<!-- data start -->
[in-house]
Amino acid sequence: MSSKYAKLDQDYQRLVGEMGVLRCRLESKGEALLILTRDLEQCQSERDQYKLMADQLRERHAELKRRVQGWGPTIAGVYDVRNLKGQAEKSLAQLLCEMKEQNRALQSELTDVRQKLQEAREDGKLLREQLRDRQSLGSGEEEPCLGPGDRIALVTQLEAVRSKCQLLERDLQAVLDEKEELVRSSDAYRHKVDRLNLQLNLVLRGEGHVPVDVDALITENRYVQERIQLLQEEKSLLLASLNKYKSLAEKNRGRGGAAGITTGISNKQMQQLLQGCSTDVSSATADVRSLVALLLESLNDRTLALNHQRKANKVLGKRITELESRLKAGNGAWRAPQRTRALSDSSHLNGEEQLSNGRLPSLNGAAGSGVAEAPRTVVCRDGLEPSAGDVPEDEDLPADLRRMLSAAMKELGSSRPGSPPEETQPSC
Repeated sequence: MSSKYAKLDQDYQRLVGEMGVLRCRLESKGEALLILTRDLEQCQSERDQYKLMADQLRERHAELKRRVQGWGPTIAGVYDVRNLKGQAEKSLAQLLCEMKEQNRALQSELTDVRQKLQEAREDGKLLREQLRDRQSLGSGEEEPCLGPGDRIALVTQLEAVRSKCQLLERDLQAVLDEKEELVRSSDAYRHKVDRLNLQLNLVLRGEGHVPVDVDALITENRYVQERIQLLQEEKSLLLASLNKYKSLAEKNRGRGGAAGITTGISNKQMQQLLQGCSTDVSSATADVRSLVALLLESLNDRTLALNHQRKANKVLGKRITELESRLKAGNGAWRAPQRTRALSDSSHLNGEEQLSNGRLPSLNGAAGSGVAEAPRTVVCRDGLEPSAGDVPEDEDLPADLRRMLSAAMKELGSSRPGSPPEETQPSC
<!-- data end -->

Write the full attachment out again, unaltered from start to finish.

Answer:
[in-house]
Amino acid sequence: MSSKYAKLDQDYQRLVGEMGVLRCRLESKGEALLILTRDLEQCQSERDQYKLMADQLRERHAELKRRVQGWGPTIAGVYDVRNLKGQAEKSLAQLLCEMKEQNRALQSELTDVRQKLQEAREDGKLLREQLRDRQSLGSGEEEPCLGPGDRIALVTQLEAVRSKCQLLERDLQAVLDEKEELVRSSDAYRHKVDRLNLQLNLVLRGEGHVPVDVDALITENRYVQERIQLLQEEKSLLLASLNKYKSLAEKNRGRGGAAGITTGISNKQMQQLLQGCSTDVSSATADVRSLVALLLESLNDRTLALNHQRKANKVLGKRITELESRLKAGNGAWRAPQRTRALSDSSHLNGEEQLSNGRLPSLNGAAGSGVAEAPRTVVCRDGLEPSAGDVPEDEDLPADLRRMLSAAMKELGSSRPGSPPEETQPSC
Repeated sequence: MSSKYAKLDQDYQRLVGEMGVLRCRLESKGEALLILTRDLEQCQSERDQYKLMADQLRERHAELKRRVQGWGPTIAGVYDVRNLKGQAEKSLAQLLCEMKEQNRALQSELTDVRQKLQEAREDGKLLREQLRDRQSLGSGEEEPCLGPGDRIALVTQLEAVRSKCQLLERDLQAVLDEKEELVRSSDAYRHKVDRLNLQLNLVLRGEGHVPVDVDALITENRYVQERIQLLQEEKSLLLASLNKYKSLAEKNRGRGGAAGITTGISNKQMQQLLQGCSTDVSSATADVRSLVALLLESLNDRTLALNHQRKANKVLGKRITELESRLKAGNGAWRAPQRTRALSDSSHLNGEEQLSNGRLPSLNGAAGSGVAEAPRTVVCRDGLEPSAGDVPEDEDLPADLRRMLSAAMKELGSSRPGSPPEETQPSC